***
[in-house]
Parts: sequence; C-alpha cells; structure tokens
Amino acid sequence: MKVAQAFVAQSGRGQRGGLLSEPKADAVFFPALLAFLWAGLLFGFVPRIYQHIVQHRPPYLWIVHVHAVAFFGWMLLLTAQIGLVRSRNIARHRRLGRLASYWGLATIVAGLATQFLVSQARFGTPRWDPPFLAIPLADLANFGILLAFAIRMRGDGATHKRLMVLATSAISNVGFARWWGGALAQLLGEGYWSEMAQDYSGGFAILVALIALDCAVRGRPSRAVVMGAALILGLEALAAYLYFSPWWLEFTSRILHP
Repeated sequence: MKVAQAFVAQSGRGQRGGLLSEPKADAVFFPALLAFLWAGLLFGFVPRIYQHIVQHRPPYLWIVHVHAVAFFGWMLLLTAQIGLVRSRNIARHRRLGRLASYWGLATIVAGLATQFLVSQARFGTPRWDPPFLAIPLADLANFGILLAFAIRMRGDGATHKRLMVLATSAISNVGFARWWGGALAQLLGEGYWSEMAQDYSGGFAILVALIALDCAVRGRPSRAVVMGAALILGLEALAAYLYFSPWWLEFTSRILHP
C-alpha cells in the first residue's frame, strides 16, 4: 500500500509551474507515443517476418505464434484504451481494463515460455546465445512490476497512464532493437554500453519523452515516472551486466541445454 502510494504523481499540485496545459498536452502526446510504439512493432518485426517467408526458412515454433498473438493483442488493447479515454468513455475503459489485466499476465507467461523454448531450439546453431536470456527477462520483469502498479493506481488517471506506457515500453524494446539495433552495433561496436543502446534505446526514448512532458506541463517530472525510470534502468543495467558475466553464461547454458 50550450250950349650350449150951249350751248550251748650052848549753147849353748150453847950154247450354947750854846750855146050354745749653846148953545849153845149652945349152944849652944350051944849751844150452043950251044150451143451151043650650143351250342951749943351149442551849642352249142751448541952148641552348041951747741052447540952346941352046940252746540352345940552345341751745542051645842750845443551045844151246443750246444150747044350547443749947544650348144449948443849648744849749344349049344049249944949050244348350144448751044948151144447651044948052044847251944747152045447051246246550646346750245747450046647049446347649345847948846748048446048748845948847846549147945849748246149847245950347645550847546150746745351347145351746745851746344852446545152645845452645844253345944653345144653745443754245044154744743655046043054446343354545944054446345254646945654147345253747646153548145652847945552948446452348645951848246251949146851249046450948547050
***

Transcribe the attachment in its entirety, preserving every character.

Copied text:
[in-house]
Parts: sequence; C-alpha cells; structure tokens
Amino acid sequence: MKVAQAFVAQSGRGQRGGLLSEPKADAVFFPALLAFLWAGLLFGFVPRIYQHIVQHRPPYLWIVHVHAVAFFGWMLLLTAQIGLVRSRNIARHRRLGRLASYWGLATIVAGLATQFLVSQARFGTPRWDPPFLAIPLADLANFGILLAFAIRMRGDGATHKRLMVLATSAISNVGFARWWGGALAQLLGEGYWSEMAQDYSGGFAILVALIALDCAVRGRPSRAVVMGAALILGLEALAAYLYFSPWWLEFTSRILHP
Repeated sequence: MKVAQAFVAQSGRGQRGGLLSEPKADAVFFPALLAFLWAGLLFGFVPRIYQHIVQHRPPYLWIVHVHAVAFFGWMLLLTAQIGLVRSRNIARHRRLGRLASYWGLATIVAGLATQFLVSQARFGTPRWDPPFLAIPLADLANFGILLAFAIRMRGDGATHKRLMVLATSAISNVGFARWWGGALAQLLGEGYWSEMAQDYSGGFAILVALIALDCAVRGRPSRAVVMGAALILGLEALAAYLYFSPWWLEFTSRILHP
C-alpha cells in the first residue's frame, strides 16, 4: 500500500509551474507515443517476418505464434484504451481494463515460455546465445512490476497512464532493437554500453519523452515516472551486466541445454 502510494504523481499540485496545459498536452502526446510504439512493432518485426517467408526458412515454433498473438493483442488493447479515454468513455475503459489485466499476465507467461523454448531450439546453431536470456527477462520483469502498479493506481488517471506506457515500453524494446539495433552495433561496436543502446534505446526514448512532458506541463517530472525510470534502468543495467558475466553464461547454458 50550450250950349650350449150951249350751248550251748650052848549753147849353748150453847950154247450354947750854846750855146050354745749653846148953545849153845149652945349152944849652944350051944849751844150452043950251044150451143451151043650650143351250342951749943351149442551849642352249142751448541952148641552348041951747741052447540952346941352046940252746540352345940552345341751745542051645842750845443551045844151246443750246444150747044350547443749947544650348144449948443849648744849749344349049344049249944949050244348350144448751044948151144447651044948052044847251944747152045447051246246550646346750245747450046647049446347649345847948846748048446048748845948847846549147945849748246149847245950347645550847546150746745351347145351746745851746344852446545152645845452645844253345944653345144653745443754245044154744743655046043054446343354545944054446345254646945654147345253747646153548145652847945552948446452348645951848246251949146851249046450948547050